Just In
for Deadcraeft

2/26/2017 c1 ThisIsTom
Haha. This is hilarious.
11/20/2016 c1 Electrum - RGEF
Coming back to Charlotte’s story after a long while and I see you’ve been redrafting. That is the way to improve a piece. Everything is trial and error and it is vital to try new things.

Now in the opening I see Charlotte is attempting to eradicate the vampires whereas in an earlier draft, the curse was considered irrevocable. I think it’s better that the characters try eradicating the vampiric plague themselves and find out whether or not they can break the curse. I recall the setting is post apocalyptic in a lot of ways and we can see that the origin of the curse has become legend and then fragmented and confused in the manner of a folk tale. It’s mythic figures such as the Raven that made some believe in a collective unconscious.

Scene setting: I suspect the council believe that killing vampires is not the answer. Unless they’re very pragmatic and believe the hunters should just hunt! There is a certain rugged appeal to a hunter gatherer society. And so Charlotte gets her first look at the fresh vampire. So he turns out to be something different – or does he react differently because Charlotte actually read an incantation. This is something that was not in an earlier draft.

Characters: Setting up Charlotte’s relationship with Patti is of crucial importance. I see it is developed a little in this chapter, but I can’t help, but think it’s still too early. If a character is lost so quickly then a way to show that it really impacts a surviving character is to show them as literally unable to take it and to pretend that the departed is still present.
With the description of Patti you have license to be uninhibited as this is through a Charlotte filter. She gives a decent description, but still, there must be some idiosyncrasy that Charlotte loves. Does she squinch her nose when Charlotte says she is beautiful or does Charlotte love her special smile that’s reserved for Charlotte alone or does she have dimples? It’s entirely up to you as the author whether Charlotte’s feelings are platonic or homosexual, but this applies either way. This is the one point where I am confident that my advice is vital. Patti’s intimate gesture that encourages Charlotte to stay brave is progress however from the last draft.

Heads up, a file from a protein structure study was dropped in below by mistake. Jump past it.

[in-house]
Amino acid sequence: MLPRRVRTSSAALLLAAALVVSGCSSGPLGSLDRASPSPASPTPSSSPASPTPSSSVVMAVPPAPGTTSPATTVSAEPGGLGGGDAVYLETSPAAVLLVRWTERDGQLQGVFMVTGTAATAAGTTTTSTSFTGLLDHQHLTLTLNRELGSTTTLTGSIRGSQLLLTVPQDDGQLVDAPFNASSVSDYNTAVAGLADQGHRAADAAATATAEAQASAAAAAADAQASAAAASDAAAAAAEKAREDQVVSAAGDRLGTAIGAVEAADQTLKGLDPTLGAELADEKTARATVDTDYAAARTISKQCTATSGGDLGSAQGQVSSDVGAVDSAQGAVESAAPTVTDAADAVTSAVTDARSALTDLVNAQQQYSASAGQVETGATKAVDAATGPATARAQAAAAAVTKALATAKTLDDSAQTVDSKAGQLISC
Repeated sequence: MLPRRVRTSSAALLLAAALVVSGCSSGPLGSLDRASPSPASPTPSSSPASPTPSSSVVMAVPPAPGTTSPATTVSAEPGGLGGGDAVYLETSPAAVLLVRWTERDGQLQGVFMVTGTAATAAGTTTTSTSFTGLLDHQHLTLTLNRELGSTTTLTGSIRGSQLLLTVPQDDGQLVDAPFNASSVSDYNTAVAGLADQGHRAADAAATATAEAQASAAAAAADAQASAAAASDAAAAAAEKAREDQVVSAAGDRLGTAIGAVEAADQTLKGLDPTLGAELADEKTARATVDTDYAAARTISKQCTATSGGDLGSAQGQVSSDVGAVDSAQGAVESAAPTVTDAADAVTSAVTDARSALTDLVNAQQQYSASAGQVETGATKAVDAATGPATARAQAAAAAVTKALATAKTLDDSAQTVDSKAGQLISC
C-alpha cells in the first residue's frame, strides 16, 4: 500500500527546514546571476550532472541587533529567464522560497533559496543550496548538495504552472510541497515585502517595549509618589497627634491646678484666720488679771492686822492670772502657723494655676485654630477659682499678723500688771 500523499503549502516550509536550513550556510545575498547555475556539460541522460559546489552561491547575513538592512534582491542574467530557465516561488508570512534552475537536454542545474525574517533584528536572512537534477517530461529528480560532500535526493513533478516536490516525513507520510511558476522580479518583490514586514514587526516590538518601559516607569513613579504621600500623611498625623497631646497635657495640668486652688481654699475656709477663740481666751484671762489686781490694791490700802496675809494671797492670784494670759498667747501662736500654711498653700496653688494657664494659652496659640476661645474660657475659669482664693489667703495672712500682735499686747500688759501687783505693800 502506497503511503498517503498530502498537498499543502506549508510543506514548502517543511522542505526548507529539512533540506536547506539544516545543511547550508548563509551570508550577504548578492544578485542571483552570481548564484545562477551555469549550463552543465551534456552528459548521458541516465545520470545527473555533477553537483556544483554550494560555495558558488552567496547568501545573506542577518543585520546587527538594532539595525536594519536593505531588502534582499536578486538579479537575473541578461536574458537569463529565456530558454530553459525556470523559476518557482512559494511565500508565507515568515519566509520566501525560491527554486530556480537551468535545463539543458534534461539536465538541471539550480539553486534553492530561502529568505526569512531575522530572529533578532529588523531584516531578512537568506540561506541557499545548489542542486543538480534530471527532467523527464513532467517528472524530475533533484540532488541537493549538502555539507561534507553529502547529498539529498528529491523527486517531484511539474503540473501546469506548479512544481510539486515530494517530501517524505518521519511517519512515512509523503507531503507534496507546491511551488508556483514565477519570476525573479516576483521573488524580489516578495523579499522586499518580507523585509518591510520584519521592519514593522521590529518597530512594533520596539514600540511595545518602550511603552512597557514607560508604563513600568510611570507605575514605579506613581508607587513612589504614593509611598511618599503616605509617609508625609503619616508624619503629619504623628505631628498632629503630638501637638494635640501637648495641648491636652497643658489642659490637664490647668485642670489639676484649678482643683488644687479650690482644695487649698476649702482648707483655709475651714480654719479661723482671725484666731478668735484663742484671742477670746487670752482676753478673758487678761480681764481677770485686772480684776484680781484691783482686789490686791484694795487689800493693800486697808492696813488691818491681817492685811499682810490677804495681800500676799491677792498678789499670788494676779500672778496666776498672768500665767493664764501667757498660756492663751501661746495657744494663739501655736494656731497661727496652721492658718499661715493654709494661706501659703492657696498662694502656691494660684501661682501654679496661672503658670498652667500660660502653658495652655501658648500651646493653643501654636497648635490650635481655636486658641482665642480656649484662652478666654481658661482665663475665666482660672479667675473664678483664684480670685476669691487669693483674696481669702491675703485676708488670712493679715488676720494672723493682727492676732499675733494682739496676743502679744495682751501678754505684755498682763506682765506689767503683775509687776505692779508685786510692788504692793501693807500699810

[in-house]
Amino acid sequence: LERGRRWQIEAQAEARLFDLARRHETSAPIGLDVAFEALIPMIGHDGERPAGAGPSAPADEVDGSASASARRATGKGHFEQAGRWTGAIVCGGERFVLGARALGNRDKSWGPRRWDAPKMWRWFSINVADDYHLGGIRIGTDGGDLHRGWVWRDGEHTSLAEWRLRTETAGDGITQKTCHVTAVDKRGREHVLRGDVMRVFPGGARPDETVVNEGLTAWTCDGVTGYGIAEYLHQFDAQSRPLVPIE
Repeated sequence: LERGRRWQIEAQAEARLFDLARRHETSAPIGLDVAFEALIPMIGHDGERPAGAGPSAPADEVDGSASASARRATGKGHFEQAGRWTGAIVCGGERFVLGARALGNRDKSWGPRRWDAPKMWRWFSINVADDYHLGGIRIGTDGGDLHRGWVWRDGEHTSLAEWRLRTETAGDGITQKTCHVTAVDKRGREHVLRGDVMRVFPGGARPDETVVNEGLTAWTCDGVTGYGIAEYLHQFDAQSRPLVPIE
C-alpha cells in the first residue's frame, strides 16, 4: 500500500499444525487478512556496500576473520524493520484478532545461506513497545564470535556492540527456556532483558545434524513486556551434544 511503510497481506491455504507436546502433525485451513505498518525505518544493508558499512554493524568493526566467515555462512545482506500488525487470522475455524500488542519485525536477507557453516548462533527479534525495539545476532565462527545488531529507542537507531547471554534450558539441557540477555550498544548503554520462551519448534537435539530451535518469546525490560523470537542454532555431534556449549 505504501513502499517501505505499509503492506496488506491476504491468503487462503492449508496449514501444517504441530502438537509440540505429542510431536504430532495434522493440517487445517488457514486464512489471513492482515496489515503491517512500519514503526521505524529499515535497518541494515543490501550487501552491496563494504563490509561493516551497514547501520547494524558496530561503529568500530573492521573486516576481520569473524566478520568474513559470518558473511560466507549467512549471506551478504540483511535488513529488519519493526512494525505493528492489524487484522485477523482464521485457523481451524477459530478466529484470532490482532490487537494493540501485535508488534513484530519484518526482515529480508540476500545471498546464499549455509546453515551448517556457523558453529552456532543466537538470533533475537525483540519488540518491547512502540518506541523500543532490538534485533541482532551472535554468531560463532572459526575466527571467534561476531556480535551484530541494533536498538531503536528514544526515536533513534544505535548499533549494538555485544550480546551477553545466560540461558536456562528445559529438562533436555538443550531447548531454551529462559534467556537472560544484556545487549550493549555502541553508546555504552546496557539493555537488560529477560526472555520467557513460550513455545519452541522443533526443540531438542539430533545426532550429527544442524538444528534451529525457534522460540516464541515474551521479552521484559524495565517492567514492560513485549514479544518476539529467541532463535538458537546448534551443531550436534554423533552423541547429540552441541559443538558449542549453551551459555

One gets the clear impression that Patti is an adventurous spirit – almost from the cradle ;) She’s certainly better at keeping a brave face than Riley and Jax. Too bad the odds were stacked against them…

Mythology: I approve of the idea of living alleyways in both drafts. The idea of the vampire swarm as being bestial/zombie like/or a hive mind has remained constant in each draft, but I am intrigued as to why the well dressed vampire acts differently. And we glimpse the fox man at the end of the chapter once again I think? He was good, last time.

I can see that the most important part of the chapter is when Patti is taken by the swarm. It’s this sort of turning point in the story that requires the most rewriting and I wish I could help more. Despite being on the verge of panic, Charlotte still puts up a really good fight. The best line is: “The sounds I hear aren’t human. Some of them are mine.” That does give a good idea of how much this affects her. Sometimes people in really dire straits cannot register a shocking situation all at once. Although I don’t know… is Charlotte the sort to go into flat denial? Would she insist, ‘this cannot be happening…’
4/24/2016 c1 Shampoo Suicide
Might as well give thoughts (mostly as I go), since I pestered you to post this :D

Liking the opening, glad you went with starting it here. I like bringing up Deadlane immediately and then the further asides about what/where it actually is. Thought that was handled well. I get the sense of danger from Char taking inventory of her weapons and all, but it does sort of slow things down a little for me, I don't know. Nothing terribly distracting though.

I love the bit about the sayings in dead languages and then following it by saying c'est la vie, because it's such a well known phrase that to have it follow gives you the sense things are much much different in this universe. Plus it was funny/clever.

I have a question about Patti, it's very important: when does she find time to trim her bangs? XD

Love the description of the curse death, and the entirety of the action where they're breaking through the barricades. I liked the differing descriptions of everyone reacting to it a lot, especially, gives a good sense of everyone's place/ability/character.

Okay so you already know I'm pro Patti dying immediately like this and I have to say this iteration works even better than the last one. We get some sense of how much Char cares for her before she's wounded and the stakes with the death pact and everything and it's just so fantastic. I do still get that same sense of feeling from Char this way too, but it's like heightened.

I really like that the ending is mostly unchanged (so it seems to me?), because I loved the way you'd done it last, with her stumbling on Kit and being in shock from everything that happened and all. NICE. GOOD.
4/17/2016 c2 deadaccount2019